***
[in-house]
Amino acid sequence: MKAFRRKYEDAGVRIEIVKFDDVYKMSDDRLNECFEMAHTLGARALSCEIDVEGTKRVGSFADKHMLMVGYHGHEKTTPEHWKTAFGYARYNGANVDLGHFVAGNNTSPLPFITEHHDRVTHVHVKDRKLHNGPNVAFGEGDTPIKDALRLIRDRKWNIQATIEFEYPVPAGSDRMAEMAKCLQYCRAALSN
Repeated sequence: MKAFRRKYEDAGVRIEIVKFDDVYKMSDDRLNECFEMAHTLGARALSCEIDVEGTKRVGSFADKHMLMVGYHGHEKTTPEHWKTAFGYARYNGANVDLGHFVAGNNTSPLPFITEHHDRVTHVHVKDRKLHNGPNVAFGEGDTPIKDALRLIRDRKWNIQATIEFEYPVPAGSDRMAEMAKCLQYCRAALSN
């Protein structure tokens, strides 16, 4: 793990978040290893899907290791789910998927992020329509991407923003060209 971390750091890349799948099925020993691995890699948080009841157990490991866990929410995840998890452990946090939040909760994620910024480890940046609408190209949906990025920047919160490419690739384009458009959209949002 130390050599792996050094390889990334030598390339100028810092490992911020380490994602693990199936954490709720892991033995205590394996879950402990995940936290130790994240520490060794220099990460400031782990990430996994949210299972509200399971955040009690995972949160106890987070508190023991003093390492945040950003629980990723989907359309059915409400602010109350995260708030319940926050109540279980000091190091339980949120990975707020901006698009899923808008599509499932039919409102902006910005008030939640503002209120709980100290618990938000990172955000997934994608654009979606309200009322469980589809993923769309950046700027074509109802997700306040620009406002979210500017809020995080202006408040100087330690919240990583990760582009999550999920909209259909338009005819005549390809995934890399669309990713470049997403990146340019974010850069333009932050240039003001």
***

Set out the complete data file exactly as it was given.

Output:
[in-house]
Amino acid sequence: MKAFRRKYEDAGVRIEIVKFDDVYKMSDDRLNECFEMAHTLGARALSCEIDVEGTKRVGSFADKHMLMVGYHGHEKTTPEHWKTAFGYARYNGANVDLGHFVAGNNTSPLPFITEHHDRVTHVHVKDRKLHNGPNVAFGEGDTPIKDALRLIRDRKWNIQATIEFEYPVPAGSDRMAEMAKCLQYCRAALSN
Repeated sequence: MKAFRRKYEDAGVRIEIVKFDDVYKMSDDRLNECFEMAHTLGARALSCEIDVEGTKRVGSFADKHMLMVGYHGHEKTTPEHWKTAFGYARYNGANVDLGHFVAGNNTSPLPFITEHHDRVTHVHVKDRKLHNGPNVAFGEGDTPIKDALRLIRDRKWNIQATIEFEYPVPAGSDRMAEMAKCLQYCRAALSN
């Protein structure tokens, strides 16, 4: 793990978040290893899907290791789910998927992020329509991407923003060209 971390750091890349799948099925020993691995890699948080009841157990490991866990929410995840998890452990946090939040909760994620910024480890940046609408190209949906990025920047919160490419690739384009458009959209949002 130390050599792996050094390889990334030598390339100028810092490992911020380490994602693990199936954490709720892991033995205590394996879950402990995940936290130790994240520490060794220099990460400031782990990430996994949210299972509200399971955040009690995972949160106890987070508190023991003093390492945040950003629980990723989907359309059915409400602010109350995260708030319940926050109540279980000091190091339980949120990975707020901006698009899923808008599509499932039919409102902006910005008030939640503002209120709980100290618990938000990172955000997934994608654009979606309200009322469980589809993923769309950046700027074509109802997700306040620009406002979210500017809020995080202006408040100087330690919240990583990760582009999550999920909209259909338009005819005549390809995934890399669309990713470049997403990146340019974010850069333009932050240039003001």